Dear Teachers,

Welcome to the first blog in what will hopefully be a long range of blogs about online tools for history education. In this blog I will first give a short introduction of who we are. Secondly I will provide a short overview of the purpose and timeframe of these blogs.

We, the writers of these blogs, are all part of the Historiana Online Learning Team. The team consists of several members from different countries. Each member will introduce himself or herself in the first blog they write, but if you want some info on the team now you can visit the EUROCLIO page on this project.

Why these blogs you might wonder? Well the idea originated last August (2015) from one of the meetings of the Historiana Online Learning Team. While the main goal of the team is to develop both online tools and ready to use content in collaboration with EUROCLIO, we figured we should not just bypass existing tools that are available at this very moment. During our meeting we discussed options for screening and sharing our ideas on the tools we found on the web and then blogging as a ‘fast medium’ came up. We start this series off with two shorter introductary blogs, this being the first and the second being about online tools and teacher training. After these initial two each blog will be about one existing online tool or type of online tool, for example timeline tools. Dozens of these tools can be found on the web. The question is: what are the most important features of these tools and, more importantly, what are effective ways of using them in your history class?

We live in a time where people believe that computers and digital applications can truly revolutionise education. Some schools and educational institutes claim to be on the forefront of this ‘revolution’, by introducing such things as iPad classes. While in theory this sounds very innovative indeed, in practice just tossing a few iPads into a classroom and shouting ‘digitise’ doesn’t seem like the way to go. To be honest: this even bypasses the most important factor in education: YOU!

Yes, YOU, Teachers, YOU MATTER! This claim is supported by a recent study from OECD on the use of computerised learning (the report can be found on this link). Of course access to relevant digital means (including having enough computers available, as well as a stable internet connection) is important, but not as important as having a teacher making optimal use of these means; making them significant for learning. In comparison, while good instruments are invaluable, it is the musician who actually makes the music. With our blogs we hope to provide you with some ideas on how to use several online tools, as well as some inspiration on how to effectively implement them in your history class.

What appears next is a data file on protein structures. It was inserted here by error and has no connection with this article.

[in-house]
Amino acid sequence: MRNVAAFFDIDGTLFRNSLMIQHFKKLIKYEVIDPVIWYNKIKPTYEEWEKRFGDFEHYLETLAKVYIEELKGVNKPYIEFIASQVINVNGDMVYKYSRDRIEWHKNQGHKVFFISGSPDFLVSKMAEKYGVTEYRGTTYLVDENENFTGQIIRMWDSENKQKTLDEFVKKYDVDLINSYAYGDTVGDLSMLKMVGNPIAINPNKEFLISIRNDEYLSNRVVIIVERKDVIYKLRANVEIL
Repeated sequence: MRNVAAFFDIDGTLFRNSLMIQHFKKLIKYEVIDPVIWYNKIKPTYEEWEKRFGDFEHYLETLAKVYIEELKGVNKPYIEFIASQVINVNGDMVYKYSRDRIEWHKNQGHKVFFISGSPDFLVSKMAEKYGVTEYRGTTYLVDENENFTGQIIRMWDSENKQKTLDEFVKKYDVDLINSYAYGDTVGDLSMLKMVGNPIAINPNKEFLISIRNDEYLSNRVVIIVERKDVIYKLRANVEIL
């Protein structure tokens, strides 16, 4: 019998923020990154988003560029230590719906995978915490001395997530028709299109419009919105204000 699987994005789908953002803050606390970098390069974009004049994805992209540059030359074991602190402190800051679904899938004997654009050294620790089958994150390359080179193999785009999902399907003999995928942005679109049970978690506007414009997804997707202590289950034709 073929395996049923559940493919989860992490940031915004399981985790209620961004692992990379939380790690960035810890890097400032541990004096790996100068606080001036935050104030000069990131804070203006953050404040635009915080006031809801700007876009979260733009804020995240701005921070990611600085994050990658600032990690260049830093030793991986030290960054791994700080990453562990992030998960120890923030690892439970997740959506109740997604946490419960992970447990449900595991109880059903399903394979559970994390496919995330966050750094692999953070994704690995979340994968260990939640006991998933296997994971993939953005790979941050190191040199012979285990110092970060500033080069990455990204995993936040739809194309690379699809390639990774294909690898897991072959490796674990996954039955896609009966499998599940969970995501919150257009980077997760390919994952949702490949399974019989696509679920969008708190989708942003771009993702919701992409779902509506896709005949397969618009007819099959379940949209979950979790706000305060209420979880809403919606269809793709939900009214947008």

For now keep in mind that we view digital tools as a means to an end, not an end in itself. That is the way we approach them. More on that in the next blog entry, which comes right after this one.

Kind regards,

Pascal Tak

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Pascal Tak

Pascal Tak works as education manager on board for School at Sea. School at Sea is an education project from the Netherlands in which students (from 15 to 17 years old) sail to the Caribbean and back while doing their 'regular' school subjects. Pascal has a Master of Education (MEd) in both the fields of History and Geography. He has worked as a teacher in secondary education for seven years and as a teacher trainer at Fontys University of Applied Sciences for two years. At Fontys his main activities included teaching (history) didactics and the coordination and guidance of action research. He has a wide interest a great diversity of themes and topics and strongly believes that ‘everything is interconnected’ (‘Alles ist Wechselwirkung’ – Alexander von Humboldt, 1803). Therefore he has become an advocate of Big History as a scientific discipline, in which insights from different disciplines are interconnected, as well as Big History as a framework for students to see the connections between the individual subjects they are taught. Broadening the outlook students (and people in general) have on the world is a central aim of School at Sea and one of the reasons Pascal got involved with that project

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